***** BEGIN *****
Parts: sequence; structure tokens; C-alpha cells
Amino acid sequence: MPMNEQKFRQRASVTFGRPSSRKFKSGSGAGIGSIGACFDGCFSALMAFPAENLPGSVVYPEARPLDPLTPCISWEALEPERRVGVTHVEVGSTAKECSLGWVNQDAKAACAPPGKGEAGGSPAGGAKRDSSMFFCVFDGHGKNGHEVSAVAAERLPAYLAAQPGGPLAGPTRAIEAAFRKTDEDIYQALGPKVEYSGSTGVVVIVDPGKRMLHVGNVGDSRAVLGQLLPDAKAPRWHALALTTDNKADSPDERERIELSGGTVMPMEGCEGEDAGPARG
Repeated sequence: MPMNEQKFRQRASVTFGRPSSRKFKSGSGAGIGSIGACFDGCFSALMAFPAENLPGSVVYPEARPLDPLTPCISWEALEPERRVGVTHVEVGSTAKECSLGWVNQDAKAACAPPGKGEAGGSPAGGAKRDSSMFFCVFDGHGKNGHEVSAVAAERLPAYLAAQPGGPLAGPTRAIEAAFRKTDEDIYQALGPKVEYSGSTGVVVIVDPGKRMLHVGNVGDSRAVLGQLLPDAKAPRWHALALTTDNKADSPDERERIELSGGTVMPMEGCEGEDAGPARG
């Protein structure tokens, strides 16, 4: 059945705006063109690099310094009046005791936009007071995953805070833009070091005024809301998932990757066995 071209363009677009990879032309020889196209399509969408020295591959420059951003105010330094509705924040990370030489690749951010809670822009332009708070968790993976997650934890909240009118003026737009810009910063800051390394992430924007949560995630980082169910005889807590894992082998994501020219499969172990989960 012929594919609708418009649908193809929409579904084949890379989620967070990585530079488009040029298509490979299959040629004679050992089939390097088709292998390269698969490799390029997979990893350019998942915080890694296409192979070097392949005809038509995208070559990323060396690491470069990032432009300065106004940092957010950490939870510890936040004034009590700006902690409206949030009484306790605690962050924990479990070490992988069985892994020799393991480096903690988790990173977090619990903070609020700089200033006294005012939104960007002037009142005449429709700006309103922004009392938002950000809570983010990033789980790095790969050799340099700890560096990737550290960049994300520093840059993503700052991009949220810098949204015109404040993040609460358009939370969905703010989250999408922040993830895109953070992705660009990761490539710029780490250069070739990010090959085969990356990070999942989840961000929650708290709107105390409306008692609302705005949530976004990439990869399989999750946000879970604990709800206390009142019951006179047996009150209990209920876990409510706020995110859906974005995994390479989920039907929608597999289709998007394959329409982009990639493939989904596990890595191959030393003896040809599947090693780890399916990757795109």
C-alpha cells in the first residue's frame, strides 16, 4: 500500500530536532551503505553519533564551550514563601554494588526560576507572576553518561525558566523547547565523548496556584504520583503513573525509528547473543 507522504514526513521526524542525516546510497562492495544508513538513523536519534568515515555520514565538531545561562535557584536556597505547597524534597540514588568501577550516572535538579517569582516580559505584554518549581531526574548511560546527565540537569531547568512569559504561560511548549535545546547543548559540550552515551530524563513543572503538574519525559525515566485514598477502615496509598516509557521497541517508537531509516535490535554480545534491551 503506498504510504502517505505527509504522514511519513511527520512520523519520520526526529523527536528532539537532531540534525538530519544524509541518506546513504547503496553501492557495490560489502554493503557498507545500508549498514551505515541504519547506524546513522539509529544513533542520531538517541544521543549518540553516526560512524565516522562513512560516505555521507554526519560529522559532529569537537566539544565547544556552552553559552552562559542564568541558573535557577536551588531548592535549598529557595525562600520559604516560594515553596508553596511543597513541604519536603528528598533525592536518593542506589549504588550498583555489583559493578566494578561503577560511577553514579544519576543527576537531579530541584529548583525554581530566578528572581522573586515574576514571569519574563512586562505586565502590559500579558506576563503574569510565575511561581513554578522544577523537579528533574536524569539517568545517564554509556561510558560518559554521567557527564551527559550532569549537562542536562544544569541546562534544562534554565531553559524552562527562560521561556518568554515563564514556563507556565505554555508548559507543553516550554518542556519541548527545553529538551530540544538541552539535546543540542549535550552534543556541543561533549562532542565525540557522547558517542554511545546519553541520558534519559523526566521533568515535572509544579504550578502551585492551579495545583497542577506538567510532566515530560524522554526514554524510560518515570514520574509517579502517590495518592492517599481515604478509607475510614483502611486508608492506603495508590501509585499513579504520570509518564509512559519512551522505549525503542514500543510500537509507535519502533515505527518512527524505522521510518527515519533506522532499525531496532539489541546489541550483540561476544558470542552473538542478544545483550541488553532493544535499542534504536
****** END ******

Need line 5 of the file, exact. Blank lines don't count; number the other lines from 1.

C-alpha cells in the first residue's frame, strides 16, 4: 500500500530536532551503505553519533564551550514563601554494588526560576507572576553518561525558566523547547565523548496556584504520583503513573525509528547473543 507522504514526513521526524542525516546510497562492495544508513538513523536519534568515515555520514565538531545561562535557584536556597505547597524534597540514588568501577550516572535538579517569582516580559505584554518549581531526574548511560546527565540537569531547568512569559504561560511548549535545546547543548559540550552515551530524563513543572503538574519525559525515566485514598477502615496509598516509557521497541517508537531509516535490535554480545534491551 503506498504510504502517505505527509504522514511519513511527520512520523519520520526526529523527536528532539537532531540534525538530519544524509541518506546513504547503496553501492557495490560489502554493503557498507545500508549498514551505515541504519547506524546513522539509529544513533542520531538517541544521543549518540553516526560512524565516522562513512560516505555521507554526519560529522559532529569537537566539544565547544556552552553559552552562559542564568541558573535557577536551588531548592535549598529557595525562600520559604516560594515553596508553596511543597513541604519536603528528598533525592536518593542506589549504588550498583555489583559493578566494578561503577560511577553514579544519576543527576537531579530541584529548583525554581530566578528572581522573586515574576514571569519574563512586562505586565502590559500579558506576563503574569510565575511561581513554578522544577523537579528533574536524569539517568545517564554509556561510558560518559554521567557527564551527559550532569549537562542536562544544569541546562534544562534554565531553559524552562527562560521561556518568554515563564514556563507556565505554555508548559507543553516550554518542556519541548527545553529538551530540544538541552539535546543540542549535550552534543556541543561533549562532542565525540557522547558517542554511545546519553541520558534519559523526566521533568515535572509544579504550578502551585492551579495545583497542577506538567510532566515530560524522554526514554524510560518515570514520574509517579502517590495518592492517599481515604478509607475510614483502611486508608492506603495508590501509585499513579504520570509518564509512559519512551522505549525503542514500543510500537509507535519502533515505527518512527524505522521510518527515519533506522532499525531496532539489541546489541550483540561476544558470542552473538542478544545483550541488553532493544535499542534504536